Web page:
Welcome to The Hot Take, a feature where a selection of writers discuss some of the noteworthy single releases of the closing week. This time we take a look at the new singles from Beirut, Metric, Nate Ruess and Beck, FIDLAR, and Leon Bridges.

Song of the Week: Leon Bridges, “Smooth Sailin’”

Genevieve Oliver: This reminds me of my mom playing Mavis Staples for me when I was a kid, so I’m sold on nostalgia alone – of course, it also helps that I’m an unabashed sucker for horns. I feel like you rarely hear a song so perfectly mixed with such a perfect sense of exactly what it needs, when it needs it – a little violin trill here, a horn riff there, supplemented by a background vocal tag – and when you do, it feels so very special. A

Samuel Catlin: This is what I imagine people mean when they say a song is “impossible not to like” (usually people say this about songs I don’t like). “Smooth Sailin’” is a perfectly balanced soul song with the best 2015 bassline this side of “King Kunta” and a feather-light pop-Midas touch. It rules. Imagine a world where this song went viral instead of the wet fart that is “Uptown Funk!” B+

Brendan Frank: Oh, those sweet summer vibes. No track this week is better suited for the warm weather than this slice of feel-good, old school soul from Leon Bridges. The production is so even-keeled it practically washes over you. Nothing is overdone, and there is no flab to be trimmed. Bridges is correspondingly unruffled, trucking through a series of truisms that fall gently into place. Both familiar and evocative, this is one to devour over and over again. B+

Luis Tovar: Earlier this week I was being a big grump about Leon Bridges’ musical time-traveling. The cynical part of me still thinks this kid isn’t as sincere as he comes across, but I’ve made a decision to pay that part of me less mind. So yeah, “Smooth Sailin’” may be pastiche by numbers, but at least it’s good pastiche by numbers. And, honestly, for all my grumbling, I’ve listened to this song dozens of times since it landed. B+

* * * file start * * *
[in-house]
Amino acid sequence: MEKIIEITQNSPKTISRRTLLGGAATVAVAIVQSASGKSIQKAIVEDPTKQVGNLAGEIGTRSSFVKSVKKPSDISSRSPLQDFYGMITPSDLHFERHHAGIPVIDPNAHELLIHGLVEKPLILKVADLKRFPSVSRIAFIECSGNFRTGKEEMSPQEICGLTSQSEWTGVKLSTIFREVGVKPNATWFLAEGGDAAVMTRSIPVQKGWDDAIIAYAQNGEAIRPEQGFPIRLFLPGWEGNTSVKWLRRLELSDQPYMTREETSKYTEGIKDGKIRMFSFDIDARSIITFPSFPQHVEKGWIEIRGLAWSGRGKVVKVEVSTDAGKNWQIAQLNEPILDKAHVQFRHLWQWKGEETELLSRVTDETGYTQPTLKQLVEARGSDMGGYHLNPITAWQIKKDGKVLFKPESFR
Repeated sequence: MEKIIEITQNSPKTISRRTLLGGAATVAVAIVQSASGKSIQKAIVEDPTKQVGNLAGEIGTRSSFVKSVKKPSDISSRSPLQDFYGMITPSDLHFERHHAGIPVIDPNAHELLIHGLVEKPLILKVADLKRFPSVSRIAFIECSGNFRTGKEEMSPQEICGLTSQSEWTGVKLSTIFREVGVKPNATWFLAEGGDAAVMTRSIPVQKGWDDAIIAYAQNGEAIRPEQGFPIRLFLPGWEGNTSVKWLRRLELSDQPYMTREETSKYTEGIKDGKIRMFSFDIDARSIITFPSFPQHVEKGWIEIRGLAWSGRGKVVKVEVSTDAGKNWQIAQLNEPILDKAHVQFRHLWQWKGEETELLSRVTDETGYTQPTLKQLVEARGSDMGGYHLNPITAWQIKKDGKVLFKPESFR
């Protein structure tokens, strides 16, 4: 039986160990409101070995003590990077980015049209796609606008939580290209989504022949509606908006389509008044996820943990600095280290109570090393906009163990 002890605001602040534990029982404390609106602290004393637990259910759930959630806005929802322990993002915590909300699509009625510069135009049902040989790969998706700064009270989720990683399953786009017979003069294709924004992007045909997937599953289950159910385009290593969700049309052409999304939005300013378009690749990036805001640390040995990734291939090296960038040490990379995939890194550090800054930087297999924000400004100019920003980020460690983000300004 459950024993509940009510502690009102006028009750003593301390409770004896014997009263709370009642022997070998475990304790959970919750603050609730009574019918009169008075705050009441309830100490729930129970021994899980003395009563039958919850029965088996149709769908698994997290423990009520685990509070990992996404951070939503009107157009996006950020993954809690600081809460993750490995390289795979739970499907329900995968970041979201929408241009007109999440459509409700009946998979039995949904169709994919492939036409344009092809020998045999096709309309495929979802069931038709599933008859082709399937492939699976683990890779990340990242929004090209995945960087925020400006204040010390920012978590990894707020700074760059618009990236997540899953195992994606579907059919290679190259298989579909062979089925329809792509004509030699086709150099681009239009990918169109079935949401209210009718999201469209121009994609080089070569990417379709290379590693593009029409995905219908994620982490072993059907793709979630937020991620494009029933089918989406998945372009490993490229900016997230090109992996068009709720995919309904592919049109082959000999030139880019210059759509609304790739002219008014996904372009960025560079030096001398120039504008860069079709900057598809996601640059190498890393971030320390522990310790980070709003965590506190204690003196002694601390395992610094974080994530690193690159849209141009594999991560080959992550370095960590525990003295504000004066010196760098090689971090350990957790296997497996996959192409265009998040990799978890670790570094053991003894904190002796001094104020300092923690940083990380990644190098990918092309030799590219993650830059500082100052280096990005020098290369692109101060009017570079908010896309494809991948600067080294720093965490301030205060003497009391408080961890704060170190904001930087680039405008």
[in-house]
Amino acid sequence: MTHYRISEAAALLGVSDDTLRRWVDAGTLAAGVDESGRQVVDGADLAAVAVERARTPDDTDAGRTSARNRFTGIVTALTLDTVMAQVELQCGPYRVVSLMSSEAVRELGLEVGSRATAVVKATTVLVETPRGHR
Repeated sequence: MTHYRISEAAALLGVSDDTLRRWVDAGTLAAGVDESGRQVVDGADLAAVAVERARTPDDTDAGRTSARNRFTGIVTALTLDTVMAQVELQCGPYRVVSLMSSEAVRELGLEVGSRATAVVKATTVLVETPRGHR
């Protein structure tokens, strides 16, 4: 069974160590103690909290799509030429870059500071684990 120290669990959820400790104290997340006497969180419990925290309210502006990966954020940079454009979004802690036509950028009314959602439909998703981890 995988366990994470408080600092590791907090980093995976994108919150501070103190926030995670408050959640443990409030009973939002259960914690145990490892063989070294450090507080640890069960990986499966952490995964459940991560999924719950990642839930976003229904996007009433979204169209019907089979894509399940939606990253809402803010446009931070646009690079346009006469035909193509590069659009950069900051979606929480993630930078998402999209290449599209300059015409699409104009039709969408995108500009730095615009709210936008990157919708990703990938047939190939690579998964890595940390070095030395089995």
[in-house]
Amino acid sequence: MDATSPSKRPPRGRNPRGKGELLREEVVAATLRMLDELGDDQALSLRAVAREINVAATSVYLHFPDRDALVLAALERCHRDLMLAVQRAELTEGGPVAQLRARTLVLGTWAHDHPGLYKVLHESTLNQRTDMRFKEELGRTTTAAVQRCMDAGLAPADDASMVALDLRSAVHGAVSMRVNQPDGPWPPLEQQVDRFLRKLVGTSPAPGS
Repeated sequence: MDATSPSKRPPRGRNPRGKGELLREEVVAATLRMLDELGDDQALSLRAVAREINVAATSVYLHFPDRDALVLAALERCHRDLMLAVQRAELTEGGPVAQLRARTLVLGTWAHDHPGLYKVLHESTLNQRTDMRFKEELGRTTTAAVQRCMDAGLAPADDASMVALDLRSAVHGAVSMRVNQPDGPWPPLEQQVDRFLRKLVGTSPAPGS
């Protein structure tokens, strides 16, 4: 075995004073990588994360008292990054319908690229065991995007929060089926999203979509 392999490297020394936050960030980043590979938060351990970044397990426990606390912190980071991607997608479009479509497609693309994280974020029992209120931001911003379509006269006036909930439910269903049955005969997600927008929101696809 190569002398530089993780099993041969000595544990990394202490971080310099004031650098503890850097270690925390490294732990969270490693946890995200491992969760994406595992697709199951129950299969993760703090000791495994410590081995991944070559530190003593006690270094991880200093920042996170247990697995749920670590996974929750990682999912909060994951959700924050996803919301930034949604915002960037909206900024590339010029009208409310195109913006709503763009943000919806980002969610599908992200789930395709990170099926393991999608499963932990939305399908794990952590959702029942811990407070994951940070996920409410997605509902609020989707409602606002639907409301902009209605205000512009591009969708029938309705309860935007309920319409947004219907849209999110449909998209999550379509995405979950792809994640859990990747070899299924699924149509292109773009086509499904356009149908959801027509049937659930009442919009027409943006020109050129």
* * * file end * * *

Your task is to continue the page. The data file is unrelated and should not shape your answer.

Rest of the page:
Average: A-

Beirut, “No No No” 

Samuel Catlin: I’ve always been troubled by Beirut. Zach Condon and company traffic in the ideas of feelings rather than the feelings themselves, and they try on ethnic styles and national histories as costumes. To my ear there’s an intense and sour emptiness beneath their gorgeous but borrowed sepia tones. They’re the barely-PC Instagram of indie pop. I’ve always responded most positively to their synthpop songs, which aggressively ape one of Condon’s deepest influences, the Magnetic Fields. The echoes of Stephen Merritt’s genre-as-drag ethos and his Broadway cheesiness go a long way toward making Condon more palatable to me. So “No No No” is a promising progression, as far as Beirut songs go. It’s a hell of a melody and for once, it doesn’t sound all dressed up with nowhere to go. C

Genevieve Oliver: Part of the appeal of “No No No” is that I don’t remember the last time I heard new music from Beirut. Another part of the appeal is the classic, long-standing, deeply magical appeal of Zach Condon’s music – if you close your eyes you can totally visualize bumming it around Europe, living out of your backpack, wandering aimlessly through ancient streets. I don’t know how he does it, and I don’t know how it doesn’t ever get old. A

Peter Tabakis: I haven't thought much about Beirut since I reviewed The Rip Tide back in 2011. "No No No" brings back fond memories of that record's gypsy spirit. Unfortunately, It also sparks little excitement for what's to come. "No No No" would be a pleasant, if marginal, Beirut deep cut under any other circumstance. But Zach Condon has been through the wringer since we've heard from him last. As a comeback single, this mid-tempo shuffler is slight. But given its context, its baffling how little emotional impact it delivers. Kudos to Condon, for getting back on his feet and behind a brass mouthpiece. Here's hoping this trifle is just an anomaly. C

Brendan Frank: I have always been able to enjoy and admire Beirut’s music without developing any deeper sort of fixation. The modesty in their music is alluring, even if it’s difficult to get excited over. But “No No No” less-is-more lyrical approach captured my imagination as vividly as anything they have released. The song’s simple motif and elegant melodies make for a fine foundation, perfectly suited to the premise of skipping town with a complete stranger. Ablaze with romantic abandon, “No No No” is Beirut through and through, but somehow more. B+